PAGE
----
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  • Symposium - 3° CONFÉRENCE BORDEAUX NEUROCAMPUS

    3 jours de débats, 20 conférenciers...

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  • Séminaire - Sreeganga CHANDRA

    2 sept. 2016 à 11:30 - Institut Magendie

    In these devastating diseases, synaptic...

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  • P. de Deurwaerdère & G. Di Giovanni dans Prog Neurobiol

    5 juil. 2016

    This interaction is extremely complex...

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  • J-M Israel, S. Oliet et P. Ciofi dans Front Neurosci.

    19 juil. 2016

    ...déconnectés de leur générateur...

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  • C.Bosch-Bouju, S.Layé et al. dans Cell Reports

    22 juil. 2016

    la carence alimentaire en oméga3...

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PUBLICATIONS

Electrophysiology of Hypothalamic Magnocellular Neurons In vitro: A Rhythmic Drive in Organotypic Cultures and Acute Slices. Electrophysiology of Hypothalamic Magnocellular Neurons In vitro: A Rhythmic Drive in Organotypic Cultures and Acute Slices.
Hypothalamic neurohormones are released in a pulsatile manner. The mechanisms of this pulsatility remain poorly understood and several hypotheses are available, depending upon the neuroendocrine system considered. Among these systems, hypothalamo-neurohypophyseal magnocellular neurons have been early-considered models, as they typically display an electrical activity consisting of bursts of action potentials that is optimal for the release of boluses of the neurohormones oxytocin and vasopressin. The cellular mechanisms underlying this bursting behavior have been studied in vitro, using either acute slices of the adult hypothalamus, or organotypic cultures of neonatal hypothalamic tissue. We have recently proposed, from experiments in organotypic cultures, that specific central pattern generator networks, upstream of magnocellular neurons, determine their bursting activity. Here, we have tested whether a similar hypothesis can be derived from in vitro experiments in acute slices of the adult hypothalamus. To this aim we have screened our electrophysiological recordings of the magnocellular neurons, previously obtained from acute slices, with an analysis of autocorrelation of action potentials to detect a rhythmic drive as we recently did for organotypic cultures. This confirmed that the bursting behavior of magnocellular neurons is governed by central pattern generator networks whose rhythmic drive, and thus probably integrity, is however less satisfactorily preserved in the acute slices from adult brains.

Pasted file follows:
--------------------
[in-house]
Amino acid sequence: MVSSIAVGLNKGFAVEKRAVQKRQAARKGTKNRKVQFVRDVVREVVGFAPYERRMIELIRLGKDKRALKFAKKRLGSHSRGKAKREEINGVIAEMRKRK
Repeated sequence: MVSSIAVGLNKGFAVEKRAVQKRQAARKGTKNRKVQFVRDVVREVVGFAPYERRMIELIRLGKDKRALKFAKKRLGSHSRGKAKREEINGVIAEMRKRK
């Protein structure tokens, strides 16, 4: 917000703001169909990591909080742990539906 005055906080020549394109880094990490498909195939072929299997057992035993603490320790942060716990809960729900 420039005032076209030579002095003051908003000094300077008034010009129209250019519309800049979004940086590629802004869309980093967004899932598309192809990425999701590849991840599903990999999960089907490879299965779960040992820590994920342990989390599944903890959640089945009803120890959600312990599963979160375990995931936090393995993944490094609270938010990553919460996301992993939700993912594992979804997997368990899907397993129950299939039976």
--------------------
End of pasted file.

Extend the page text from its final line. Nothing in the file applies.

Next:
Israel JM, Oliet SH, Ciofi P.
Front Neurosci. 2016 Mar 31;10:109. 2016

Chronic stress does not further exacerbate the abnormal psychoneuroendocrine phenotype of Cbg-deficient male mice.Chronic stress does not further exacerbate the abnormal psychoneuroendocrine phenotype of Cbg-deficient male mice.